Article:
The National Health Service in the UK has taken a different approach than the UK Gov.uk page. It does not offer any statistics or graphs like the government site, instead it only offers practical information on dealing with certain aspects of life with Covid; such as information on tracking and tracing, etc. The significant lack of charts/statistics is possibly due to a reassuring factor, they may want to be perceived by the audience as in control of the situation instead of adding panic and fear.
The UK Gov.uk and NHS pages are presented in a clear and relevant way in accordance with the goals they are aiming to achieve. These are the following: The Gov.uk page to clarify the situation on the statistics and damages caused by the virus. Whereas, the NHS offers answers to practical questions on day-to-day issues concerning the pandemic.
However, the problem is that only a minority of people will see this data from Gov.uk and the NHS respectively. The majority of citizens in the UK see newspaper articles and tabloids which often spread fear and misinformation, i.e fake news. A massive amount of fear and panic has stemmed from misinformation carried by the UK government. An example to illustrate this being official figures seeming to overstate England’s actual death toll. It was found out that the Public Health England’s (PHE) checked the NHS database to see those who have tested positive for Coronavirus and would only check if they were alive or deceased. As a result, someone may have tested for Covid-19 and fully recovered after successful treatment, only to be hit by a bus two or three months later and be classified as having died from the virus. (Loke and Heneghan, 2020.) This detail is the reason why in the UK there was an extreme number of corona deaths that had been overstated, causing a great deal of fear and panic. Shown by ‘out of hospital setting’ deaths for corona were extremely high for prolonged periods of time whereas ‘hospital deaths’ has remained the same. As shown in the graph below taken from January to July this year.
United States heat maps and home page
The CDC’s big data approach to covid-19 information reflects the United States’ ‘global leader’ ideal. The information provided is extensive—such as detailing updates about the country as a whole, states on individual levels, wellness of healthcare workers, and vulnerable populations—and invites users to download full data sets to make their own visualizations. However, only the default COVID Data Tracker page—the “Cases and Deaths by State” section under the “Case Trends” tab—will be discussed, since it contains the overarching updates about national (and state specific) covid cases, deaths, and spread.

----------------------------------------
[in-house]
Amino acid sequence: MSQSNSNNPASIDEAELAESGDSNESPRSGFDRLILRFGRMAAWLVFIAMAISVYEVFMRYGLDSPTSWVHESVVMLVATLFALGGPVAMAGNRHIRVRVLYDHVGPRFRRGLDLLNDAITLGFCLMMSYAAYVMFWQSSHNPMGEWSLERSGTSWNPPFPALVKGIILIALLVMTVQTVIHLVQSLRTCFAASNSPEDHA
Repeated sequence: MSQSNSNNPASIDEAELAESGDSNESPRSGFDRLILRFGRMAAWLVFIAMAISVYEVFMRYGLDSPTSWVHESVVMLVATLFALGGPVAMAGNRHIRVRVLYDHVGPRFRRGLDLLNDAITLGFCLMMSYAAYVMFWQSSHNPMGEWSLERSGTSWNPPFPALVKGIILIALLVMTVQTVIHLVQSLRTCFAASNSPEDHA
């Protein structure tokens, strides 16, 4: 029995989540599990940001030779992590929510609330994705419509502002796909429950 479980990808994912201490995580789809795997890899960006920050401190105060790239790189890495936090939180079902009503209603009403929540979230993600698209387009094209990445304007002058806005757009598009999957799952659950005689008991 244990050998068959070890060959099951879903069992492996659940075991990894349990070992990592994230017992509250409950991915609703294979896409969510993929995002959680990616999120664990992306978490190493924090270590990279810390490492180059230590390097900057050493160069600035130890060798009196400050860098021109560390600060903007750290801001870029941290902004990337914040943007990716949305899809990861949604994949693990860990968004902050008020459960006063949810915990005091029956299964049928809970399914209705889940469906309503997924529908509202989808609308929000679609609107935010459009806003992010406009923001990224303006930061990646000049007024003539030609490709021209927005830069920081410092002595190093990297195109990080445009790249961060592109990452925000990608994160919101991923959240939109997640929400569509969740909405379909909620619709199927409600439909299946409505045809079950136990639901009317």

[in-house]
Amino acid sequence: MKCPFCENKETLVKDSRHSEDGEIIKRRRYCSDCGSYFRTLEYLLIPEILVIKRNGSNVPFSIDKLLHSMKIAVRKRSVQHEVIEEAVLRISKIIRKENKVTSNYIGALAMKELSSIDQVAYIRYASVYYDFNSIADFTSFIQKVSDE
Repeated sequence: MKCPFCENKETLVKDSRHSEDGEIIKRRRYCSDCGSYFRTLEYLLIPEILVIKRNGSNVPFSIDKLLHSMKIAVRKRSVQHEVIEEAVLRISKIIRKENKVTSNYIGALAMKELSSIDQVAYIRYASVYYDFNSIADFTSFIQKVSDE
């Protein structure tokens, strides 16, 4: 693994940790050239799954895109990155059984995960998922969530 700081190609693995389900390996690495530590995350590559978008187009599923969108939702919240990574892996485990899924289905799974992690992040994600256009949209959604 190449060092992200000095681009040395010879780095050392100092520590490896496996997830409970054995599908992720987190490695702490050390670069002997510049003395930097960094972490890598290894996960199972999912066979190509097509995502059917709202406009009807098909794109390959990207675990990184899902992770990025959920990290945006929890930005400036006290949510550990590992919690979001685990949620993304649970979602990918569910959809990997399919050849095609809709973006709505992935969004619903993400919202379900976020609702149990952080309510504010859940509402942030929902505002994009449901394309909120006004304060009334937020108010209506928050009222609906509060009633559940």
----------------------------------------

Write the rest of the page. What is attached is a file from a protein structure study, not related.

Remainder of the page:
As shown above, the page is visually crowded. There is more data being discussed than is visually depicted in the Case Rate per 100,000 heat map. It’s difficult to discern whether the numbers in the left column relate to the color gradient on the map—they don’t—and the format crowds data in an overwhelming manner.
The data is further confounded by the tooltip generated when the cursor highlights a state—there’s more data variables listed than are visualized on the heat map. Putting the information from each of the six heat maps in one place is convenient, but this interface makes it difficult to parse which number the color intensity is supposed to represent. There is a title and map key to indicate which data is currently being visualized, but website’s interface emphasizes the overlaid tooltip generated at the cursor, since its: 1) placed where users are currently looking; and 2) bolded, isolated, and contained in a way that makes it more noticeable.
Most importantly, the homepage excludes information that contextualizes the difference in corona spread between states. Examples of necessary information include: the total population of each state, distribution of cases in rural vs urban environments, whether quarantine laws have been enforced or unenforced, demographics of which populations have been targeted, etc. This context is crucial for understanding the spread of the virus, without it, it becomes difficult for prone populations to assess their safety and for people to develop strategies to combat its spread in general. During our research, the COVID Data Tracker page underwent significant design change, moving the overarching statistics to the top of the page and situating the heat map in its own section (Figure 10). These adjustments illustrate that the previous design was difficult for people to interpret and required formatting changes to help increase graphical literacy.
These case studies outline the various strategies governments have utilized in attempt to visualize coronavirus information. The graphs would mean a lot more if the precise number of cases was fully known. Without the correct case numbers, the mortality rate cannot be known (Chase). An example from the UK is where thousands of deaths were being recorded classified as corona deaths even if the patient had fully recovered, before dying from a completely unrelated cause months later. (Locke and Heneghan). This adds to the fact that the number of deaths is often unknown or even completely wrong– without a clear metric and a pervasive testing policy, the number of covid deaths can never be fully grasped.
In order to further emphasise the importance of contextualized data visualizations, we show in this part of the intervention, the datasets of the different countries—that allow downloads of their datasets—as they were before they were shown within a broader context and translated into graphs. With the numbers only, it is not clear at all how the numbers are changing; where the people are most at risk; how many people die in total and how the cases are spread across a country.